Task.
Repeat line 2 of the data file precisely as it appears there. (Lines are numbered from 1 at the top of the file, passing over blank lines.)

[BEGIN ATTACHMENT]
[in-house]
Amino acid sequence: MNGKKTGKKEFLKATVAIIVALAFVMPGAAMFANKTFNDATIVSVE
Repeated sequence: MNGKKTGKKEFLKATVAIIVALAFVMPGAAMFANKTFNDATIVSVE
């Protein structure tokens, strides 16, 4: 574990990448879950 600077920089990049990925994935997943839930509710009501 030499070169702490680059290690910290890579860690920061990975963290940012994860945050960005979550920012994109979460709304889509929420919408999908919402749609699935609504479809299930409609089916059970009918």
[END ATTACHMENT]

Amino acid sequence: MNGKKTGKKEFLKATVAIIVALAFVMPGAAMFANKTFNDATIVSVE